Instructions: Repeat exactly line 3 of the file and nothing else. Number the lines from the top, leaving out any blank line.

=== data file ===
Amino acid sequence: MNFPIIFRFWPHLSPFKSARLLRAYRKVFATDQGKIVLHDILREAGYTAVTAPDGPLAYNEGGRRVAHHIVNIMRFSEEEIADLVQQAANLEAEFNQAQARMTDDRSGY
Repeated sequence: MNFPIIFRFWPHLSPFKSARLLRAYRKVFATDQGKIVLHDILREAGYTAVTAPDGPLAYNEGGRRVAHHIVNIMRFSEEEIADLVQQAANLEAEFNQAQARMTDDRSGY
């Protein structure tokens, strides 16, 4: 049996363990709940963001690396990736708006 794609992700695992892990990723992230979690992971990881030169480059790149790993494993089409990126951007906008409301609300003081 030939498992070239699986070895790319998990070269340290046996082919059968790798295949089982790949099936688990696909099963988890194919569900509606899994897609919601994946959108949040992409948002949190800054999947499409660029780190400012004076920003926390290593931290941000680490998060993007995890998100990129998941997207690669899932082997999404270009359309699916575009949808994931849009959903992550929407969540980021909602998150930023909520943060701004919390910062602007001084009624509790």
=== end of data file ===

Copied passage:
């Protein structure tokens, strides 16, 4: 049996363990709940963001690396990736708006 794609992700695992892990990723992230979690992971990881030169480059790149790993494993089409990126951007906008409301609300003081 030939498992070239699986070895790319998990070269340290046996082919059968790798295949089982790949099936688990696909099963988890194919569900509606899994897609919601994946959108949040992409948002949190800054999947499409660029780190400012004076920003926390290593931290941000680490998060993007995890998100990129998941997207690669899932082997999404270009359309699916575009949808994931849009959903992550929407969540980021909602998150930023909520943060701004919390910062602007001084009624509790």